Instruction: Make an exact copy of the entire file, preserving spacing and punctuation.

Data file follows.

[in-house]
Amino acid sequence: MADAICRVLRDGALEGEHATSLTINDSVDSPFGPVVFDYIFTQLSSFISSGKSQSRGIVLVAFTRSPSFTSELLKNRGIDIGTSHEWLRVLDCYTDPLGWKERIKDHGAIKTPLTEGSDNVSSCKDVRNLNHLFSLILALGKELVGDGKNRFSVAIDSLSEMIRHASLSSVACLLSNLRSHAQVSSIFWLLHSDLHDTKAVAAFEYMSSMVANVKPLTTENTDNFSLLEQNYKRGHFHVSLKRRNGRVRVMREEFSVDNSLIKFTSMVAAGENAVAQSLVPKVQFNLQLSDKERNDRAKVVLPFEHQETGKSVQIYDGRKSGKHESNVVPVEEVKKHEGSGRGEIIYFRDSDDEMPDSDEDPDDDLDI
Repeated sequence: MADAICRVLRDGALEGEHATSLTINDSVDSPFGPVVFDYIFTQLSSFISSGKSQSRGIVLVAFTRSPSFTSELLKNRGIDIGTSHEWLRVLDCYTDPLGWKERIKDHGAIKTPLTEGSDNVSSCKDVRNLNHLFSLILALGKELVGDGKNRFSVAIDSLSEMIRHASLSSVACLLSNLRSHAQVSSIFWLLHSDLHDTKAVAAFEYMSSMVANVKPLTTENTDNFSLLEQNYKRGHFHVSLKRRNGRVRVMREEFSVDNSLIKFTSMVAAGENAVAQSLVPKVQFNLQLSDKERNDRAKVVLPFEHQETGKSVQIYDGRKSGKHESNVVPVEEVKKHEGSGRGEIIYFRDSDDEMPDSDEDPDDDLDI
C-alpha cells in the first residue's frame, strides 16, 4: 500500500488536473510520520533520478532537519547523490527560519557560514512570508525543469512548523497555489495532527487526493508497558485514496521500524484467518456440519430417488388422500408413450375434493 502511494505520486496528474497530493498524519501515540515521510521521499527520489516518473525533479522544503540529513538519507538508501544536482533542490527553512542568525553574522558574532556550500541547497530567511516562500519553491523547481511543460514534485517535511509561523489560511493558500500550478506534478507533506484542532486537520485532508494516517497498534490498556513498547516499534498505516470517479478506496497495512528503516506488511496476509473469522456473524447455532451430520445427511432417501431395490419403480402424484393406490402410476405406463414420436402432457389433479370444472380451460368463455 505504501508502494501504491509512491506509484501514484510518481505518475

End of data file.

[in-house]
Amino acid sequence: MADAICRVLRDGALEGEHATSLTINDSVDSPFGPVVFDYIFTQLSSFISSGKSQSRGIVLVAFTRSPSFTSELLKNRGIDIGTSHEWLRVLDCYTDPLGWKERIKDHGAIKTPLTEGSDNVSSCKDVRNLNHLFSLILALGKELVGDGKNRFSVAIDSLSEMIRHASLSSVACLLSNLRSHAQVSSIFWLLHSDLHDTKAVAAFEYMSSMVANVKPLTTENTDNFSLLEQNYKRGHFHVSLKRRNGRVRVMREEFSVDNSLIKFTSMVAAGENAVAQSLVPKVQFNLQLSDKERNDRAKVVLPFEHQETGKSVQIYDGRKSGKHESNVVPVEEVKKHEGSGRGEIIYFRDSDDEMPDSDEDPDDDLDI
Repeated sequence: MADAICRVLRDGALEGEHATSLTINDSVDSPFGPVVFDYIFTQLSSFISSGKSQSRGIVLVAFTRSPSFTSELLKNRGIDIGTSHEWLRVLDCYTDPLGWKERIKDHGAIKTPLTEGSDNVSSCKDVRNLNHLFSLILALGKELVGDGKNRFSVAIDSLSEMIRHASLSSVACLLSNLRSHAQVSSIFWLLHSDLHDTKAVAAFEYMSSMVANVKPLTTENTDNFSLLEQNYKRGHFHVSLKRRNGRVRVMREEFSVDNSLIKFTSMVAAGENAVAQSLVPKVQFNLQLSDKERNDRAKVVLPFEHQETGKSVQIYDGRKSGKHESNVVPVEEVKKHEGSGRGEIIYFRDSDDEMPDSDEDPDDDLDI
C-alpha cells in the first residue's frame, strides 16, 4: 500500500488536473510520520533520478532537519547523490527560519557560514512570508525543469512548523497555489495532527487526493508497558485514496521500524484467518456440519430417488388422500408413450375434493 502511494505520486496528474497530493498524519501515540515521510521521499527520489516518473525533479522544503540529513538519507538508501544536482533542490527553512542568525553574522558574532556550500541547497530567511516562500519553491523547481511543460514534485517535511509561523489560511493558500500550478506534478507533506484542532486537520485532508494516517497498534490498556513498547516499534498505516470517479478506496497495512528503516506488511496476509473469522456473524447455532451430520445427511432417501431395490419403480402424484393406490402410476405406463414420436402432457389433479370444472380451460368463455 505504501508502494501504491509512491506509484501514484510518481505518475